Optical Engineering and Fabrication Facility

The Optical Systems Development and Fabrication section of The College of Optical Sciences at The University of Arizona, is a fully functional optical design and fabrication facility. This department, headed by Jeff Kingsley, houses a large optics shop, a small optics shop, opto-mechanical engineering facility, instrument shop, optical generation equipment, and optical testing equipment.

The small optics shop opticians have vast experience in fabricating precision optical components from many different types of glasses, ceramics and metals. Completed in the small optics shop was an all metal matrix composite 16″ R-C telescope and spectrograph launched on the Space Shuttle on 10/29/98. Other work done in the small optics shop includes two facetted quartz blocks for the Gravity Probe B spaceborne experiment. These blocks are roughly 7″ in diameter and 22″ long with geometrically constrained facets which prevent the use of standard polishing equipment. These facets were hand polished and held to one arcsecond orthogonality requirements in two planes. Other work includes several F/0.5 EUV Imager mirrors with eighth wave surfaces and three Angstrom roughness, an all SXA(Silicon Carbide/Aluminum) Ritchey-Chretien telescope with a 16 inch diameter foam SXA primary and 15 element lens bench, and a 10″ aperture astrographic lens with diffraction limited performance and zero distortion over a 10 degree field of view.

The large optics shop facilities include various polishing machines with turntables up to 170 inches in diameter, a temperature stabilized environment, a 125 foot vertical optical test tower, and a 26 foot vertical optical test tower. The large optics shop is equipped with IR and visible interferometers, and has developed a high speed CCD based interferometer, which has excellent performance over long optical path lengths or in non-ideal testing environments. Examples of work done in the large optics shop include the technology demonstrator for the James Webb Space Telescope (JWST) and a convex mold to be used for the technology demonstrator in the Far Infrared Space Telescope (FIRST) program. The NGST demonstrator is a 2 meter diameter 2 mm thick shell which will be actively controlled for figure correction. The FIRST mold is a 2 meter diameter F/1 convex sphere which will be used for demonstrating replicating technology for graphite-composite based optics.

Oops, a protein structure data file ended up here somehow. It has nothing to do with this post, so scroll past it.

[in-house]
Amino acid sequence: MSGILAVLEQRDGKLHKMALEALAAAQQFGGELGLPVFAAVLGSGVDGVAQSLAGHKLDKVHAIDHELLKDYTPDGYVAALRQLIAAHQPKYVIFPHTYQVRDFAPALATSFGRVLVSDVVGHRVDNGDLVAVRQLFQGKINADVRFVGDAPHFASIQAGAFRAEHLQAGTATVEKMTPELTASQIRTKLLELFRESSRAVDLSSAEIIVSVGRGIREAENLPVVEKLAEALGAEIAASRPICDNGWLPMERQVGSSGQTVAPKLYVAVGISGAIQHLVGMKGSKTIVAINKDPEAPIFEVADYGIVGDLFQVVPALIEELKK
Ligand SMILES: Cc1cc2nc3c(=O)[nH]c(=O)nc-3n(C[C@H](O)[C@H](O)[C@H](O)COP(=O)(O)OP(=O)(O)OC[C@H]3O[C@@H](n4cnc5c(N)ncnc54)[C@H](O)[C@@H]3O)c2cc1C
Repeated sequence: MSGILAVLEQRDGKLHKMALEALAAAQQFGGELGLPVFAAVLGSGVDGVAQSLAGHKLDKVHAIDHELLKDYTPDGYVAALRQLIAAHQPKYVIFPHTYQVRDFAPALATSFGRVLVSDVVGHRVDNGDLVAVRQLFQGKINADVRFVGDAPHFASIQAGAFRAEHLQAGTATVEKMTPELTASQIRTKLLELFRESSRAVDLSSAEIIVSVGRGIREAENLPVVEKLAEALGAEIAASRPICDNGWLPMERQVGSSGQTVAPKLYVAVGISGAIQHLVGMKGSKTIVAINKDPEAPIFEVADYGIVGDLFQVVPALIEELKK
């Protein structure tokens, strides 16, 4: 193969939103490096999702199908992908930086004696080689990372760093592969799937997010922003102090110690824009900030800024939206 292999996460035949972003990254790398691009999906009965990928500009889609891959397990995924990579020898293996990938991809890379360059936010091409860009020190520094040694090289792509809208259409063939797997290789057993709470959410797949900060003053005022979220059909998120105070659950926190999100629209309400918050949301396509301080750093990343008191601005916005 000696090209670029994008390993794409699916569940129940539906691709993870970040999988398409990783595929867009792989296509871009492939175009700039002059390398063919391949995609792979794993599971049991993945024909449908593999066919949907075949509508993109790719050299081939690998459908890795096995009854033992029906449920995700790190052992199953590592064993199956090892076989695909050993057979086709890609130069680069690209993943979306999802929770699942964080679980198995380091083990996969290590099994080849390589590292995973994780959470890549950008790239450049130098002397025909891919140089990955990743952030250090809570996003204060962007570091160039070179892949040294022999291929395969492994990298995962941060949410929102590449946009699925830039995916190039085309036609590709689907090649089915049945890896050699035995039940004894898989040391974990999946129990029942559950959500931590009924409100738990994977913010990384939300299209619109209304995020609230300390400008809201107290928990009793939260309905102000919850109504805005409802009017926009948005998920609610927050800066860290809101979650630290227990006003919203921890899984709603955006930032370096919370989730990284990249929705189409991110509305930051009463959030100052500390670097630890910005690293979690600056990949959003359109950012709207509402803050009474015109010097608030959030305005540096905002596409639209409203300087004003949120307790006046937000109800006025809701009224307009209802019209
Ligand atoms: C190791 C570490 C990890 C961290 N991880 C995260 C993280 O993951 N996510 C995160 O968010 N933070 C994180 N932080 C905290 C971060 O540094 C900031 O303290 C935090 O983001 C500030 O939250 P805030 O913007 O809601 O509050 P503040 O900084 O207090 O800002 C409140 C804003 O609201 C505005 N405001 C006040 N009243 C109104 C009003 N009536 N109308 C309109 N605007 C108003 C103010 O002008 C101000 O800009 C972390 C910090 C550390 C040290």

The opto-mechanical engineering and instrument shop personnel design and fabricate such devices as optical support structures, space and ground based telescopes, precision optical test instruments, and related equipment. They also perform mirror structural design, structural analysis and opto-mechanical research on various subjects, including optimization and mounting of lens systems and mirrors. Among other projects, they have designed large optical telescopes and telescope subsystems, space-based detectors, and airborne optical instruments for government and industry.

Chang-jin Oh, OEFF Technical Director / Jeff Kingsley, OEFF Director

“The partnership between OEFF and the LOFT research group (Large Optics Fabrication and Testing) provides OEFF staff with opportunities to contribute to basic research, and provides technology for OEFF projects. Optical Sciences students get real experience with optical systems engineering, fabrication, and testing. Combined with the strong academic program, such skills make our graduates among the top in the world.” James H. Burge, LOFT group founder

Comments are closed.